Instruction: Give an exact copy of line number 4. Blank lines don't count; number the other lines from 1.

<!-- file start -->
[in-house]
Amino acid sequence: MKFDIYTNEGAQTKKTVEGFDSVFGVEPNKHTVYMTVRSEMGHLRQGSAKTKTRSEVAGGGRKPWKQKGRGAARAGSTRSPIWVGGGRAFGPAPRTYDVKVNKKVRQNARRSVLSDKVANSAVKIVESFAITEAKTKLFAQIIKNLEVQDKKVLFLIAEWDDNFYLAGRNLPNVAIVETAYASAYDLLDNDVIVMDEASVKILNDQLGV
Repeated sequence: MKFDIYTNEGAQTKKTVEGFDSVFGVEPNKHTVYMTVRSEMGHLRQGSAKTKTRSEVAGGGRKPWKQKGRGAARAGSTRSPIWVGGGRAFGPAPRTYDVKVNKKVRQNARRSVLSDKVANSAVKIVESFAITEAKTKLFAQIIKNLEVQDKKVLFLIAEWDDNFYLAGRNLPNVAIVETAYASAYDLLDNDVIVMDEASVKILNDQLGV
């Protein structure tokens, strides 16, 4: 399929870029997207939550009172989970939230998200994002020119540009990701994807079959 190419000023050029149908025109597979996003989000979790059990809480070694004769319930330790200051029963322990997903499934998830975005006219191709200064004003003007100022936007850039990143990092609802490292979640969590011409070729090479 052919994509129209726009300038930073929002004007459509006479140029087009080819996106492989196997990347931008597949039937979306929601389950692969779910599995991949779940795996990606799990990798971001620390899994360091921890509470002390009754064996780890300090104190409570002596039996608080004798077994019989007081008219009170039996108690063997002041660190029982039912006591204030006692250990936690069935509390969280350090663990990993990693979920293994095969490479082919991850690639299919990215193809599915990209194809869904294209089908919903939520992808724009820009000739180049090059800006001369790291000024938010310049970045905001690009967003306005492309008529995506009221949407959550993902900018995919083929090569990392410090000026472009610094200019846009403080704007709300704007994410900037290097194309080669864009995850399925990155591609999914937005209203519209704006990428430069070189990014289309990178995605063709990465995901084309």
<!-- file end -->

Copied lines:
């Protein structure tokens, strides 16, 4: 399929870029997207939550009172989970939230998200994002020119540009990701994807079959 190419000023050029149908025109597979996003989000979790059990809480070694004769319930330790200051029963322990997903499934998830975005006219191709200064004003003007100022936007850039990143990092609802490292979640969590011409070729090479 052919994509129209726009300038930073929002004007459509006479140029087009080819996106492989196997990347931008597949039937979306929601389950692969779910599995991949779940795996990606799990990798971001620390899994360091921890509470002390009754064996780890300090104190409570002596039996608080004798077994019989007081008219009170039996108690063997002041660190029982039912006591204030006692250990936690069935509390969280350090663990990993990693979920293994095969490479082919991850690639299919990215193809599915990209194809869904294209089908919903939520992808724009820009000739180049090059800006001369790291000024938010310049970045905001690009967003306005492309008529995506009221949407959550993902900018995919083929090569990392410090000026472009610094200019846009403080704007709300704007994410900037290097194309080669864009995850399925990155591609999914937005209203519209704006990428430069070189990014289309990178995605063709990465995901084309």